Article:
TAA Membership Marketing Manager, Eric Schmieder, is a panelist on upcoming SAGE webinar

As part of Academic Writing Month (AcWriMo), TAA’s Membership Marketing Manager, Eric Schmieder will be participating in a SAGE Publishing webinar on Monday, November 16 titled “What do Publishing Trends Mean for Academic Writers?” moderated by TAA Council of Fellows member, Janet Salmons.

Today’s landscape of academic publishing encompasses much more than the traditional journal article. While academic writers still write books and articles, forms and formats are changing. Electronic journals can include links to media, and increasingly open access journals make it easier to reach academics, professionals, and practitioners outside a specific discipline.

2020 Academic Writing Month (AcWriMo) is coming soon!

Every November, the Textbook & Academic Authors Association (TAA) joins with academic authors around the world to recognize and promote the month-long academic write-a-thon event, Academic Writing Month (AcWriMo). Started in 2011, this event encourages academic authors to focus on daily writing habits that move their projects closer to completion.

For the past three years, TAA has expanded their bi-weekly discussions to host weekly TweetChat events at the Twitter hashtag, #AcWriChat during the month of November. 

Effective reading is the source of better writing

According to the University of Richmond Writing Center, “Reading and writing are very closely related. If a writer doesn’t understand the material they are reading, chances are they will not be able to write about it successfully.” This premise was the foundation of our May 15th AcWriChat discussion on Twitter where we discussed effective reading habits of academics.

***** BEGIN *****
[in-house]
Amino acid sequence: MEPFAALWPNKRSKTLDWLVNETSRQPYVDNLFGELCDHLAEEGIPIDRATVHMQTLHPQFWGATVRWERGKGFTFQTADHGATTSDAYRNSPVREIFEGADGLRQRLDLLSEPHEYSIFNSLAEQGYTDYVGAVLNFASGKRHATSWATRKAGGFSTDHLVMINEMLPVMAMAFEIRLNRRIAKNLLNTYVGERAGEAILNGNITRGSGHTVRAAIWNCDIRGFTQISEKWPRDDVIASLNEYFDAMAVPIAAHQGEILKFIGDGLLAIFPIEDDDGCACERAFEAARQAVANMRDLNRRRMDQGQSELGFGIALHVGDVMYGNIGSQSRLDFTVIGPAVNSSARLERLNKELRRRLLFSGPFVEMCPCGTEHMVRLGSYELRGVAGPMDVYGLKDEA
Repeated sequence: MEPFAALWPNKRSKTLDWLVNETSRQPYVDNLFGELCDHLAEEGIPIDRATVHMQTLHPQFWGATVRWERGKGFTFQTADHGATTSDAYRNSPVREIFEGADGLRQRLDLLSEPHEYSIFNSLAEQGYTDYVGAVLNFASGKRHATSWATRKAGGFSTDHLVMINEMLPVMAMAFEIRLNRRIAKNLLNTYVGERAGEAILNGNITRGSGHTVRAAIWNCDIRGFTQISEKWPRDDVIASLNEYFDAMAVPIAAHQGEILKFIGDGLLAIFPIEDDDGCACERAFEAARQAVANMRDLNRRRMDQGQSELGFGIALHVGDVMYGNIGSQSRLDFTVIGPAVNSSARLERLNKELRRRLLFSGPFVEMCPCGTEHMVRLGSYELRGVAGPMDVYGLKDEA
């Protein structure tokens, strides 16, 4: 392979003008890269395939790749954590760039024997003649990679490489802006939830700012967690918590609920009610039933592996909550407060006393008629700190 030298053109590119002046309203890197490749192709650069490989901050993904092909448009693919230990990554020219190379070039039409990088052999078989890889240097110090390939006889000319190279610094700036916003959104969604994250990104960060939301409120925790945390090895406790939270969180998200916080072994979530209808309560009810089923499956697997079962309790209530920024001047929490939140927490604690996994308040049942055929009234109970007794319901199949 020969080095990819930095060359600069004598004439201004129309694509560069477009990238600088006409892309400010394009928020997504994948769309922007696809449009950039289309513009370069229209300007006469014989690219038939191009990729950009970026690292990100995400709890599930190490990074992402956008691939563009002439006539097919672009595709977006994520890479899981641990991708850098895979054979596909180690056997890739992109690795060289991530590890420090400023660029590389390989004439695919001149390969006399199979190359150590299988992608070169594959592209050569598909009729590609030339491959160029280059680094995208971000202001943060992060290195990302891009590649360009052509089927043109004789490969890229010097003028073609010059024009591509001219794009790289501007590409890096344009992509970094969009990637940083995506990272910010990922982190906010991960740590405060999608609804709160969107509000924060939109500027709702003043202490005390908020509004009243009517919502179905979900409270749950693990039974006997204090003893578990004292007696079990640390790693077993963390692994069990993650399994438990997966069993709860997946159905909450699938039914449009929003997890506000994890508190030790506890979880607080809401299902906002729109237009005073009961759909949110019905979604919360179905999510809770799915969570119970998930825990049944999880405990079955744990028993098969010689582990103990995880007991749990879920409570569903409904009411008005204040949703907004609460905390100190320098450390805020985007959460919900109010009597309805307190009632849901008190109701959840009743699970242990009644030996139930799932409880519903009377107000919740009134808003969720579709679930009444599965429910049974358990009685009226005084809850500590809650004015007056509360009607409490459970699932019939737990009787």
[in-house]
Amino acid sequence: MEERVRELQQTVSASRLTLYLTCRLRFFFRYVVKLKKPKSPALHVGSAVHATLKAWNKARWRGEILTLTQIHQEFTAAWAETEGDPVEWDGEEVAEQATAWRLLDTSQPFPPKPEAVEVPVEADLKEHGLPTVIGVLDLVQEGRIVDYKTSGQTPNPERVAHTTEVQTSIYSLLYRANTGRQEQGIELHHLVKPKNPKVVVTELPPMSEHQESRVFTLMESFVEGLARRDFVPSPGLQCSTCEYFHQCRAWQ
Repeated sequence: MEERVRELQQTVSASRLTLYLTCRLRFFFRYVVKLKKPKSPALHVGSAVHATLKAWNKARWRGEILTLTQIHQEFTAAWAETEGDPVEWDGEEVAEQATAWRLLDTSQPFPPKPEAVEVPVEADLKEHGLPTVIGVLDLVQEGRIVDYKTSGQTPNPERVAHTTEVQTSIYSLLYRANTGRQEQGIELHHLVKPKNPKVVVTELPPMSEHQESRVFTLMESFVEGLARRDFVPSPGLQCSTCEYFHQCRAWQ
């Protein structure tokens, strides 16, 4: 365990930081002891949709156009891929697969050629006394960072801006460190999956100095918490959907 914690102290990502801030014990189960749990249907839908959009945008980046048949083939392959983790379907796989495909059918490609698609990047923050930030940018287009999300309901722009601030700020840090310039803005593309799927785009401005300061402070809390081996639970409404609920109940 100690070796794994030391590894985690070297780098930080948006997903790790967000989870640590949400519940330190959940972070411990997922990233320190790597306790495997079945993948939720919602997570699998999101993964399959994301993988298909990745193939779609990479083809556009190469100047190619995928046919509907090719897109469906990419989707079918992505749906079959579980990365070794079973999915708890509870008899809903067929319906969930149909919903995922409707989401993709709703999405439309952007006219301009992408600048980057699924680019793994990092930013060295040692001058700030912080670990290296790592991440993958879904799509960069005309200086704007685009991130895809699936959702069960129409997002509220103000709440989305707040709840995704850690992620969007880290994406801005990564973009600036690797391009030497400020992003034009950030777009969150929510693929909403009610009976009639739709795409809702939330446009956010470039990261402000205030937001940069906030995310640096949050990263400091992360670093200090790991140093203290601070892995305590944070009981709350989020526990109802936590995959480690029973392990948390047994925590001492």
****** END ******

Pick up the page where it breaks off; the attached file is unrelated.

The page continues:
Event participants, Danielle Apfelbaum, Marc A. Ouellette, and Sonal A. Mehta added personal perspective to the discussion. During the TweetChat event we asked about ways to make reading efforts more effective, strategies to improve notetaking, post-reading processes, and how reading outside your discipline can improve your academic writing. Below is a summary of key insights from the discussion.

Most useful textbook and academic posts of the week: November 22, 2019

Continuing the trend of Academic Writing Month (AcWriMo) articles, this week’s collection from around the web includes a lot of tips for academic writing. Specifically, this week we have found articles on productivity & happiness, creating better mentors, unsticking your writing, understanding research technology infrastructure, navigating the PhD defense process, and illustrating your research.

This week, we add the words of George Singleton to the advice as well, “Keep a small can of WD-40 on your desk—away from any open flames—to remind yourself that if you don’t write daily, you will get rusty.” Happy Writing!

Academic writing styles: Critical academic writing

Academic writing is far from a one-size-fits-all genre. Applicable to the broad variety of academic disciplines and their unique approaches to conducting and documenting research efforts in the field, one might find it challenging to identify clearly what constitutes academic writing.

In our latest series of #AcWriChat TweetChat events on Twitter, we explored four commonly accepted academic writing styles: descriptive, analytical, persuasive, and critical. This article focuses on the discussion about the last of those four styles – critical academic writing.